Good morning Philip:

Perhaps Chris has already posted this information to you -

Agnes Mary Kelly was born on 11 March 1877 in Edinburgh. She married (aged 26) Charles Stuart (aged 25) Furniture Salesman in St Giles Cathedral, Edinburgh on 31 October 1903.

Their daughter, Marjorie Jane Stuart, was born 30 June 1906 in Edinburgh and died (aged 92) in West Devon 1998.

So, in spite of the dispute previously mentioned on the occasion of her death in the camp, Agnes' date of birth was correct after all. (She must have led Bert astray in more ways than one!!)


There's a Mr and Mrs Fowlie listed among the civilian internees at Stanley, and I wonder if they may have been the same couple you met? While sorting through various family papers earlier today, I came across a letter of condolence written by Jean Fowlie to one of my aunts, after my grandfather's (Robert Taylor, Green Island Cement) death. He was one of the survivors of the Bungalow C bombing, and  Mrs Fowlie mentions that he shared a small room with her and her husband, Francie, while the bungalow was out of bounds.  Apparently Mr Fowlie shared his one and only dish with Grandpa: eating his rice, then washing the dish so that Grandpa could go and line up for his own rations at 11 am and 5 pm.  Mrs Fowlie also says: 'I brought home the small thistle shaped crystal vase out of which we were able to drink a teaspoonful of whisky when times were bad.  I had taken a small hip-flask of whisky with me in my handbag when hostilities started.'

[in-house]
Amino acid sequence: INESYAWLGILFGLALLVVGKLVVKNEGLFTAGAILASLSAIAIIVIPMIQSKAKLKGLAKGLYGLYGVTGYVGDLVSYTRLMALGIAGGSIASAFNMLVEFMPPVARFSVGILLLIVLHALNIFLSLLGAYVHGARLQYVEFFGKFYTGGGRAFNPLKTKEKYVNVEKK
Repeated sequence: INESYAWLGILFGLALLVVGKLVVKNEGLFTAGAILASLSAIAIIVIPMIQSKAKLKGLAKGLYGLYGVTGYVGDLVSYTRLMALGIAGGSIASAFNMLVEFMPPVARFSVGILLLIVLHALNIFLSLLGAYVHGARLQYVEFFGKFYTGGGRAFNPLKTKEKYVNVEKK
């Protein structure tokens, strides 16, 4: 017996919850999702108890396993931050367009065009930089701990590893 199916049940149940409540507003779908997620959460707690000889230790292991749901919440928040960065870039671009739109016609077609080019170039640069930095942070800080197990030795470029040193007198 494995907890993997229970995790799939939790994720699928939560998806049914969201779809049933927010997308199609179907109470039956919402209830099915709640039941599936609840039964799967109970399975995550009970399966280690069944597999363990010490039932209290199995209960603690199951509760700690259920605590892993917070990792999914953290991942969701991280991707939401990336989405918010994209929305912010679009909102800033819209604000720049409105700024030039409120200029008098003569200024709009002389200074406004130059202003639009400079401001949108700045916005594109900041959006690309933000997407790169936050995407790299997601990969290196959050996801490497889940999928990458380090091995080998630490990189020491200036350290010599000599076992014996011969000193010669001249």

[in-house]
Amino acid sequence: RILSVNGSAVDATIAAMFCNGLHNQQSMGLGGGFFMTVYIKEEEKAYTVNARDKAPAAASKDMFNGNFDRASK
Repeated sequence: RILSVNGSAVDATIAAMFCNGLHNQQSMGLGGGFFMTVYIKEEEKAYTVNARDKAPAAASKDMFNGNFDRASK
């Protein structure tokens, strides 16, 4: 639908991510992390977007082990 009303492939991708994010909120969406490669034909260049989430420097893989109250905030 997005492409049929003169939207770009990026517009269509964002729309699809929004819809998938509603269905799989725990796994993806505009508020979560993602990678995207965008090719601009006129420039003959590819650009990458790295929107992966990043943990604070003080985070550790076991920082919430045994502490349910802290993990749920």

I know nothing else about the Fowlies, and there's no-one left in our family who might be able to shed any further light on this.  At the time of writing, I see that Mrs Fowlie was living in Maud, near Peterhead.


Could refer to F.W.Fowlie, b 1502.1902   enlisted in HKP 27.11.25,  Interned Stanley,promoted Sub Inspector 24.01.1941,awarded CPLSM 27.021943 as Inspector, Retired 1953

Thank you very much!  That looks spot on - I'll try to do some delving in the coming week.


I've made pages for Mr F W and Mrs M J Fowlie to collect any more we find out about them.

Yes I can confirm this is the same Mr & Mrs Fowlie I mentioned. They lived in Maud, Aberdeenshire. I know they came to visit my parents, Robert and Donella Cunningham, when we lived in Blairgowrie but I was a little girl at the time (over 60 years ago) and have no real memory of them. My parents spoke very fondly of them and I am only sorry I can't give you any further information. I wish you well in your search.

Marion Allan

Brilliant, thank you!

Bill Todd and his brother Murray served in the HKP after the war and well into the 1960s. Bill took great interest in the Police rugby team in the 50s and 60s; He was a very pleasant man and, I think, retired as a Senior Superintendent. I seem to remember that he was overjoyed when the Police team defeated the Club team, a rare occurence, at the old HK Sports Club in Happy Valley in the early 1960sa